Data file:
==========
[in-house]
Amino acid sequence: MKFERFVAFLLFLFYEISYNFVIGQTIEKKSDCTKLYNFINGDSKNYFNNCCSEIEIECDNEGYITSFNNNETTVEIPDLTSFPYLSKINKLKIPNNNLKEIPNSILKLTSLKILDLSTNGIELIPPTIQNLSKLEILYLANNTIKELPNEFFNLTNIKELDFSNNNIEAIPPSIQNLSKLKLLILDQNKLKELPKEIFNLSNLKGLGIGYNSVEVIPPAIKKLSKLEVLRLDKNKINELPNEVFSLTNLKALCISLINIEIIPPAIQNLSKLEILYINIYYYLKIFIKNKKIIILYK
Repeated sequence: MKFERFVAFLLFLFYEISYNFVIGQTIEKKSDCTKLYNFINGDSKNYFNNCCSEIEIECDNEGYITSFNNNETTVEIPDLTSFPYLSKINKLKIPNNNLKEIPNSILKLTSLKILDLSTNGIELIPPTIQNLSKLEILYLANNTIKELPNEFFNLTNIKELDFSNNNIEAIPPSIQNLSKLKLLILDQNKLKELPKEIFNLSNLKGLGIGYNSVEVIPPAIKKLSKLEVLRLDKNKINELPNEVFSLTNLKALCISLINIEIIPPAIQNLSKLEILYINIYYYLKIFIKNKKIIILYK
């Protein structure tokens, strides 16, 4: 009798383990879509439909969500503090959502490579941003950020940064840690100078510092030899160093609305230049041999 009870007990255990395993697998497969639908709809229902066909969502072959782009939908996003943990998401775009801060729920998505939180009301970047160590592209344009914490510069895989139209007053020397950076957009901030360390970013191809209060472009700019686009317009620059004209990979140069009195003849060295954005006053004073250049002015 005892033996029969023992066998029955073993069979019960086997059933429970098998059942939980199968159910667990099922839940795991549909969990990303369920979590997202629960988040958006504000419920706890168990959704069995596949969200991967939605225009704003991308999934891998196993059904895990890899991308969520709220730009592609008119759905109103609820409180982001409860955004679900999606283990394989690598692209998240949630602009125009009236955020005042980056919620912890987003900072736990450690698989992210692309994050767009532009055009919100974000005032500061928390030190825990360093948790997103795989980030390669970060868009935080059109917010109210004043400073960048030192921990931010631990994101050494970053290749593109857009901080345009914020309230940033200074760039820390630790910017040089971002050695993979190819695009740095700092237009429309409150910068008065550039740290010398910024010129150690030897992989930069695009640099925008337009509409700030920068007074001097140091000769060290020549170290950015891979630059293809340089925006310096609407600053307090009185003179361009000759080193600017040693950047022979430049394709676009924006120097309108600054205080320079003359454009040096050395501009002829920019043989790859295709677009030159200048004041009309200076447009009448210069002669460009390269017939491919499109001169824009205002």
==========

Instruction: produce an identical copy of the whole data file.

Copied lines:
[in-house]
Amino acid sequence: MKFERFVAFLLFLFYEISYNFVIGQTIEKKSDCTKLYNFINGDSKNYFNNCCSEIEIECDNEGYITSFNNNETTVEIPDLTSFPYLSKINKLKIPNNNLKEIPNSILKLTSLKILDLSTNGIELIPPTIQNLSKLEILYLANNTIKELPNEFFNLTNIKELDFSNNNIEAIPPSIQNLSKLKLLILDQNKLKELPKEIFNLSNLKGLGIGYNSVEVIPPAIKKLSKLEVLRLDKNKINELPNEVFSLTNLKALCISLINIEIIPPAIQNLSKLEILYINIYYYLKIFIKNKKIIILYK
Repeated sequence: MKFERFVAFLLFLFYEISYNFVIGQTIEKKSDCTKLYNFINGDSKNYFNNCCSEIEIECDNEGYITSFNNNETTVEIPDLTSFPYLSKINKLKIPNNNLKEIPNSILKLTSLKILDLSTNGIELIPPTIQNLSKLEILYLANNTIKELPNEFFNLTNIKELDFSNNNIEAIPPSIQNLSKLKLLILDQNKLKELPKEIFNLSNLKGLGIGYNSVEVIPPAIKKLSKLEVLRLDKNKINELPNEVFSLTNLKALCISLINIEIIPPAIQNLSKLEILYINIYYYLKIFIKNKKIIILYK
């Protein structure tokens, strides 16, 4: 009798383990879509439909969500503090959502490579941003950020940064840690100078510092030899160093609305230049041999 009870007990255990395993697998497969639908709809229902066909969502072959782009939908996003943990998401775009801060729920998505939180009301970047160590592209344009914490510069895989139209007053020397950076957009901030360390970013191809209060472009700019686009317009620059004209990979140069009195003849060295954005006053004073250049002015 005892033996029969023992066998029955073993069979019960086997059933429970098998059942939980199968159910667990099922839940795991549909969990990303369920979590997202629960988040958006504000419920706890168990959704069995596949969200991967939605225009704003991308999934891998196993059904895990890899991308969520709220730009592609008119759905109103609820409180982001409860955004679900999606283990394989690598692209998240949630602009125009009236955020005042980056919620912890987003900072736990450690698989992210692309994050767009532009055009919100974000005032500061928390030190825990360093948790997103795989980030390669970060868009935080059109917010109210004043400073960048030192921990931010631990994101050494970053290749593109857009901080345009914020309230940033200074760039820390630790910017040089971002050695993979190819695009740095700092237009429309409150910068008065550039740290010398910024010129150690030897992989930069695009640099925008337009509409700030920068007074001097140091000769060290020549170290950015891979630059293809340089925006310096609407600053307090009185003179361009000759080193600017040693950047022979430049394709676009924006120097309108600054205080320079003359454009040096050395501009002829920019043989790859295709677009030159200048004041009309200076447009009448210069002669460009390269017939491919499109001169824009205002």